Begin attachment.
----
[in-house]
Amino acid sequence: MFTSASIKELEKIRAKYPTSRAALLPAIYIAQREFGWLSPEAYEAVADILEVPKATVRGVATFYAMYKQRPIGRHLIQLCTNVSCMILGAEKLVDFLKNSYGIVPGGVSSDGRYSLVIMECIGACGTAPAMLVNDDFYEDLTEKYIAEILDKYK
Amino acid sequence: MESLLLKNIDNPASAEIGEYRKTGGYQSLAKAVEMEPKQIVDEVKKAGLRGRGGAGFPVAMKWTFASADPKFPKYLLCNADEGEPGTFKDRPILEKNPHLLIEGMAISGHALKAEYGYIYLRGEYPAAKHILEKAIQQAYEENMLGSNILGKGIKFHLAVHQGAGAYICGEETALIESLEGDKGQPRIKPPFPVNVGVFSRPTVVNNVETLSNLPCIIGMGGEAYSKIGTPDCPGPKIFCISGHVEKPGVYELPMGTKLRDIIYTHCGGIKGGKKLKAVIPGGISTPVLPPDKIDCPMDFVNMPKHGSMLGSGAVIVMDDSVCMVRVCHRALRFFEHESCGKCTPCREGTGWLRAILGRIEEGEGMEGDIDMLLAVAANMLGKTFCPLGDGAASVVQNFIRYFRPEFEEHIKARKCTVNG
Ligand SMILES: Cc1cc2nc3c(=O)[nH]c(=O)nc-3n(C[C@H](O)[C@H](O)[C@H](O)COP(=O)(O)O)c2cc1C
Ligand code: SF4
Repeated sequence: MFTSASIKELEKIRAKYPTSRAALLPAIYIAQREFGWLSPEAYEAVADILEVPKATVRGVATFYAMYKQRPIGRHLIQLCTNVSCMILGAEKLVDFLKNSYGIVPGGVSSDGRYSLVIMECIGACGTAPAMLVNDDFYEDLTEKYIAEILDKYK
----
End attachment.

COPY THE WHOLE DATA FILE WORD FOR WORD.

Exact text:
[in-house]
Amino acid sequence: MFTSASIKELEKIRAKYPTSRAALLPAIYIAQREFGWLSPEAYEAVADILEVPKATVRGVATFYAMYKQRPIGRHLIQLCTNVSCMILGAEKLVDFLKNSYGIVPGGVSSDGRYSLVIMECIGACGTAPAMLVNDDFYEDLTEKYIAEILDKYK
Amino acid sequence: MESLLLKNIDNPASAEIGEYRKTGGYQSLAKAVEMEPKQIVDEVKKAGLRGRGGAGFPVAMKWTFASADPKFPKYLLCNADEGEPGTFKDRPILEKNPHLLIEGMAISGHALKAEYGYIYLRGEYPAAKHILEKAIQQAYEENMLGSNILGKGIKFHLAVHQGAGAYICGEETALIESLEGDKGQPRIKPPFPVNVGVFSRPTVVNNVETLSNLPCIIGMGGEAYSKIGTPDCPGPKIFCISGHVEKPGVYELPMGTKLRDIIYTHCGGIKGGKKLKAVIPGGISTPVLPPDKIDCPMDFVNMPKHGSMLGSGAVIVMDDSVCMVRVCHRALRFFEHESCGKCTPCREGTGWLRAILGRIEEGEGMEGDIDMLLAVAANMLGKTFCPLGDGAASVVQNFIRYFRPEFEEHIKARKCTVNG
Ligand SMILES: Cc1cc2nc3c(=O)[nH]c(=O)nc-3n(C[C@H](O)[C@H](O)[C@H](O)COP(=O)(O)O)c2cc1C
Ligand code: SF4
Repeated sequence: MFTSASIKELEKIRAKYPTSRAALLPAIYIAQREFGWLSPEAYEAVADILEVPKATVRGVATFYAMYKQRPIGRHLIQLCTNVSCMILGAEKLVDFLKNSYGIVPGGVSSDGRYSLVIMECIGACGTAPAMLVNDDFYEDLTEKYIAEILDKYK